JACKSONVILLE, Fla. – Everytown for Gun Safety and Moms Demand Action for Gun Sense in America recently launched #NotAnAccident Index and interactive map, a first-of-its-kind tracking of unintentional shootings by children 17 or under across the United States shows Florida suffered at least five unintentional shootings involving children, resulting in four injuries and one death in 2015—including shootings in Davie, East Lake, Jacksonville and Orlando.
Nationally the #NotAnAccident Index indicates that since January 1, 2015, there have been at least 88 unintentional shootings involving children, resulting in 65 injuries and 25 deaths—that’s an average of one unintentional child shooting in America every 36 hours. The index is based on media coverage and police reports of instances where a child 17 years or younger unintentionally fired a gun and harmed either him or herself or another person.
“As a parent and grandparent, I was shocked to see how many unintentional child shootings there are here in Florida,” said Chryl Anderson, the volunteer chapter leader for the Florida chapter of Moms Demand Action. “I do everything in my power to keep my grandchildren safe, but the reality that more than two million American children live in homes with unsecured guns and that once every 36 hours, a child unintentionally fires a gun and harms someone. That is unacceptable—as adults, we need to be responsible for gun safety. These are not accidents, they are preventable tragedies.”
The Florida shootings on the #NotAnAccident Index are:
• January 21, 2015, East Lake, FL
Two-year-old Kaleb Ahle found an unlocked .380-caliber firearm in the glove compartment of the family vehicle and unintentionally discharged the weapon, killing himself. The gun belonged to his father, Kevin Ahle, who heard the gunshot and called law enforcement. Police said it appeared Kevin had taken reasonable steps to secure the weapon and that he would not be charged.
• February 2, 2015, Davie, FL
A three-year-old boy found his mother’s gun in her purse, and unintentionally fired it, hitting his mother in the leg while she slept. She was treated at a local hospital, released, and charged with culpable negligence by storing or leaving a loaded firearm within easy reach of a minor.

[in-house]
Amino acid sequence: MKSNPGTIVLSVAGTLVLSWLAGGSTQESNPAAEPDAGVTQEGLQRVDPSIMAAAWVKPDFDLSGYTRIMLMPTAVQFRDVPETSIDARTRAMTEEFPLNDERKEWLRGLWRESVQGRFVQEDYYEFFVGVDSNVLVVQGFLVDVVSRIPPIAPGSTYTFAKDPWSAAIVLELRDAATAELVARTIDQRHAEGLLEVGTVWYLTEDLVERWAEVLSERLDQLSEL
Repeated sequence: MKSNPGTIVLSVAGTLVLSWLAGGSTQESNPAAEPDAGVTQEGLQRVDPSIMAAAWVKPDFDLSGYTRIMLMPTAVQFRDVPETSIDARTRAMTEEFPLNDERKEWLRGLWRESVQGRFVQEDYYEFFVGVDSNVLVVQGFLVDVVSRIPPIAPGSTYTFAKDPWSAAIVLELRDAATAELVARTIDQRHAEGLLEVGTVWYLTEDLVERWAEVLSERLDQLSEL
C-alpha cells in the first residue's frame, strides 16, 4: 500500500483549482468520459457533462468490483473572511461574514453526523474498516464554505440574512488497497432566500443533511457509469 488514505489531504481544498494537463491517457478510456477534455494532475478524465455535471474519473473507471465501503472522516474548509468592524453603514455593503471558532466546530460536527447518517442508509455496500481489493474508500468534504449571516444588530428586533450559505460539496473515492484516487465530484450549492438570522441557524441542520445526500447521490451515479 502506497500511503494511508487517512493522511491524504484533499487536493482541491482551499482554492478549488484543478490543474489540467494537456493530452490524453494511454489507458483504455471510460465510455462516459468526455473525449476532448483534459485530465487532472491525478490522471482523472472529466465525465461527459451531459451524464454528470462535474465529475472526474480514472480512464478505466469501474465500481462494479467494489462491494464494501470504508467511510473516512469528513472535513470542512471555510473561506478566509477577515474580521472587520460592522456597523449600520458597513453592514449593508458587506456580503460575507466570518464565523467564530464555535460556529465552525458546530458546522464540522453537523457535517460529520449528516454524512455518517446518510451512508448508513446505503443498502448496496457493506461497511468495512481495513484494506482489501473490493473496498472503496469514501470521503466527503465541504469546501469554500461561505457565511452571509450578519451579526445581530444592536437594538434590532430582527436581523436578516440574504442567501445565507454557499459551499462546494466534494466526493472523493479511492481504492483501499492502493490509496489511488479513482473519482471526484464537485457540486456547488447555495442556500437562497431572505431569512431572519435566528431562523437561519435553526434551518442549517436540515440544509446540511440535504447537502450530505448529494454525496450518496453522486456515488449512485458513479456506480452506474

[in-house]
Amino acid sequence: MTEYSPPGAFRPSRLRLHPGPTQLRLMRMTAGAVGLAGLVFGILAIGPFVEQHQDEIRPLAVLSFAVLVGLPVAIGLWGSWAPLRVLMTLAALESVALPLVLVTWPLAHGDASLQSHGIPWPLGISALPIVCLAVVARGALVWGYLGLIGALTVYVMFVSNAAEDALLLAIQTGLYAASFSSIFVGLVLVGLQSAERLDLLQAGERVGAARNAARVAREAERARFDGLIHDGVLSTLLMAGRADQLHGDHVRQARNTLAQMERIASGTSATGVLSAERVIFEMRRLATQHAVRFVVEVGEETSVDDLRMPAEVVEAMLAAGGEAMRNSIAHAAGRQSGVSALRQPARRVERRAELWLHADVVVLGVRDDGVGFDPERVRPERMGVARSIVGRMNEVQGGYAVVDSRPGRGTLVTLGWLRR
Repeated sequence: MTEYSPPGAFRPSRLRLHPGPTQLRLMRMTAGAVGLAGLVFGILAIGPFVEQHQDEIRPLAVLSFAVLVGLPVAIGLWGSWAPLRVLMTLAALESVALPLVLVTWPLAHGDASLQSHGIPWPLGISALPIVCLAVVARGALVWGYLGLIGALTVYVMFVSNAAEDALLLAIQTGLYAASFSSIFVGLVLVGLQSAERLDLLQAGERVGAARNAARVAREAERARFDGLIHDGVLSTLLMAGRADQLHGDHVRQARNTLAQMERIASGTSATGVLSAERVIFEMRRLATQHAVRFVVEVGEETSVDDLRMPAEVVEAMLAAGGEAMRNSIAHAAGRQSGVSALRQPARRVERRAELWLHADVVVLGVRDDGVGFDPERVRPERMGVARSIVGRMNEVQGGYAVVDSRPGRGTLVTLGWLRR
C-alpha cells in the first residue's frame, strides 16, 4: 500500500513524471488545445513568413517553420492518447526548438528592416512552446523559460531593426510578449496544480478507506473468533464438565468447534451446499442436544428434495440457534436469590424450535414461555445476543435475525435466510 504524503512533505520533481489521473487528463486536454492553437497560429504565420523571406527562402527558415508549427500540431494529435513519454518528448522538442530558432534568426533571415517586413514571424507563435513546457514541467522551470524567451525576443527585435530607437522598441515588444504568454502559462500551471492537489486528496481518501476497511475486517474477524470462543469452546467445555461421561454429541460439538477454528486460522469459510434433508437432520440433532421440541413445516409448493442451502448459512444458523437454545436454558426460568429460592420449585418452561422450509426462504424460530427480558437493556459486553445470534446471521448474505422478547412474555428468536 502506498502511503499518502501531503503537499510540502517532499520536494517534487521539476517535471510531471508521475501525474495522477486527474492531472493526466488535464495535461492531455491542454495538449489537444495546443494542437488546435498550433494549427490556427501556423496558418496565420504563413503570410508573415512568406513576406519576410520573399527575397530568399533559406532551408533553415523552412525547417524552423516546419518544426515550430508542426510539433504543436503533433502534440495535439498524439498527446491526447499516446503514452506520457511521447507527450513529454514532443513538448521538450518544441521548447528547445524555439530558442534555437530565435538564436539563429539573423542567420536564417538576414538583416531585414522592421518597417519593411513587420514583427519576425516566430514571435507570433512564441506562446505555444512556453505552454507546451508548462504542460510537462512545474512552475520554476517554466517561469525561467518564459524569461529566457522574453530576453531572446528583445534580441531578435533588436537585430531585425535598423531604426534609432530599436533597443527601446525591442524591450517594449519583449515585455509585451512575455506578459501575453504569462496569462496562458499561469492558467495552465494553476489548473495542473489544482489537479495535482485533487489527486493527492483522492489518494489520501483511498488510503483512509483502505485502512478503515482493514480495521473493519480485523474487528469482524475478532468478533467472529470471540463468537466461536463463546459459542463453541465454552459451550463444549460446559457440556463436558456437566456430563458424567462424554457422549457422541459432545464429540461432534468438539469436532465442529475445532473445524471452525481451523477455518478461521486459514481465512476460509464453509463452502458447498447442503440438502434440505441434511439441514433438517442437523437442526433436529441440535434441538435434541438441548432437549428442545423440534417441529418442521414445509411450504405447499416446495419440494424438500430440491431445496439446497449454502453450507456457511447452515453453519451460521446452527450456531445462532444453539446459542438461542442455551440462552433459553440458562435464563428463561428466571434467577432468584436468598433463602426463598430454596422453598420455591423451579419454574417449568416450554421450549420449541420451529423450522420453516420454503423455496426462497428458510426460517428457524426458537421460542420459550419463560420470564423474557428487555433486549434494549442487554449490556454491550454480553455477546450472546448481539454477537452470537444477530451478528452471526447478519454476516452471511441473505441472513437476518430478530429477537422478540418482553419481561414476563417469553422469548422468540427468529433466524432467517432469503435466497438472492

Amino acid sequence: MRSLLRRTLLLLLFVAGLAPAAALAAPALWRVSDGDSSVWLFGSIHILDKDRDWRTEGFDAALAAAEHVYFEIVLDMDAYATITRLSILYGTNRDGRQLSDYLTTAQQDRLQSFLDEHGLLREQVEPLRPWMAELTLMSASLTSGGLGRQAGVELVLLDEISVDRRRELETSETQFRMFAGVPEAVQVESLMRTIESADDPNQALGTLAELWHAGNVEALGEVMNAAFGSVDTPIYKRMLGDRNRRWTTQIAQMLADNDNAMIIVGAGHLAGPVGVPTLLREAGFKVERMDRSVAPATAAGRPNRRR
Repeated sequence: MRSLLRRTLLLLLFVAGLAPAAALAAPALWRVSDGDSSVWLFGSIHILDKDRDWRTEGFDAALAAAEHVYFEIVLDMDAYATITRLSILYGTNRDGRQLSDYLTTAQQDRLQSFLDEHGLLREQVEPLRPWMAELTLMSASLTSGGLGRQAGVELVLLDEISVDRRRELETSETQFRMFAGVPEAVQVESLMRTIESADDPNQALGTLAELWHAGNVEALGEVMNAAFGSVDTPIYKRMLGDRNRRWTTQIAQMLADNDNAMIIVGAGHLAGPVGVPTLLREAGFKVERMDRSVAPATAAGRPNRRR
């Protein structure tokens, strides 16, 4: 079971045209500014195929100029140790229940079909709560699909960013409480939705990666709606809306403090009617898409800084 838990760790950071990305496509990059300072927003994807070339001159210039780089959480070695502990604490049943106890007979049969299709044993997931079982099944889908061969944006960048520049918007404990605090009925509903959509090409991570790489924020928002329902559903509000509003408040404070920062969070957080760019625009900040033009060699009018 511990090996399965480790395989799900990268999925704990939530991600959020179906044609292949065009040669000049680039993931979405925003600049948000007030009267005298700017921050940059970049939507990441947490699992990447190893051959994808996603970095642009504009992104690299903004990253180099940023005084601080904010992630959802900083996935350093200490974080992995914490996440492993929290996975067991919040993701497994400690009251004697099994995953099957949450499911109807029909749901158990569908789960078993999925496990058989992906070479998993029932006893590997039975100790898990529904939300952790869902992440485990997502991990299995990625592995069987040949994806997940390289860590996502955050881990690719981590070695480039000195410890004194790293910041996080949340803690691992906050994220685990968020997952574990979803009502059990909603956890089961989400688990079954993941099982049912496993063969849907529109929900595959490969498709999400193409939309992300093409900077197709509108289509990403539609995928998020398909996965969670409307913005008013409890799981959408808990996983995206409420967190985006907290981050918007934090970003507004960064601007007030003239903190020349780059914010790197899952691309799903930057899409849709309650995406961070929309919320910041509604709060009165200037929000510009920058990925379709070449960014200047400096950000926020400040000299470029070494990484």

• February 11, 2015, Orlando, FL
According to investigators, a four-year-old boy found a gun on the floor of his mother’s vehicle and when he picked it up, the gun discharged, hitting him in the leg. The boy’s mother drove her son to the hospital, and police learned of the shooting when doctors called them. The mother said she did not know the gun was in the vehicle, and she is not facing criminal charges.
• February 23, 2015, Jacksonville, FL
A 14-year-old boy was playing with a rifle when he unintentionally shot another 14-year-old boy, hitting him in the lower torso. At first the teens told police that they were victims of a drive-by shooting, but they later explained that one had shot the other. Authorities said they would not charge the teens, but were investigating who owned the gun. They did not believe the gun belonged to anyone in the teen’s family.
• May 6, 2015, Jacksonville, FL
While their mother was out grocery shopping, an 11-year-old boy unintentionally shot his twin brother in the shoulder while playing with their parents’ long-barreled rifle in their home. The victim was treated at a local hospital for non-life threatening injuries. Police are investigating, and as of May 7 have not filed any charges.
In efforts to reduce the number of shootings by children, Everytown and Moms Demand Action recently launched the Be SMART campaign, a new public education campaign asking gun owners and non-gun owners alike to come together to reduce the number of unintentional shootings, suicides, and homicides that occur when firearms are not stored responsibly and children or teens get ahold of a gun. The campaign asks parents and caretakers to take five steps to help prevent shootings by children: Secure all guns in your home and vehicles; Model responsible behavior around guns; Ask about the presence of unsecured guns in other homes; Recognize the risks of teen suicide; Tell your peers to be SMART. More information on Be SMART is available at BeSMARTforKids.org.
“The Be SMART campaign is a great way to get Floridians talking about basic gun safety and preventing further tragedy,” continued Anderson. “This campaign is not anti-gun, it’s pro-gun safety. The goal here is not to scare people or take away anyone’s rights, but rather to demonstrate that we have the power to help prevent these tragedies before they happen, and it starts with the Be SMART campaign.”
As part of the Be SMART campaign to promote gun safety in communities nationwide, Everytown and Moms Demand Action will provide one gunlock for every supporter who completes the online gun safety quiz on BeSMARTforKids.org to Moms Demand Action chapters to distribute at local gun safety awareness events.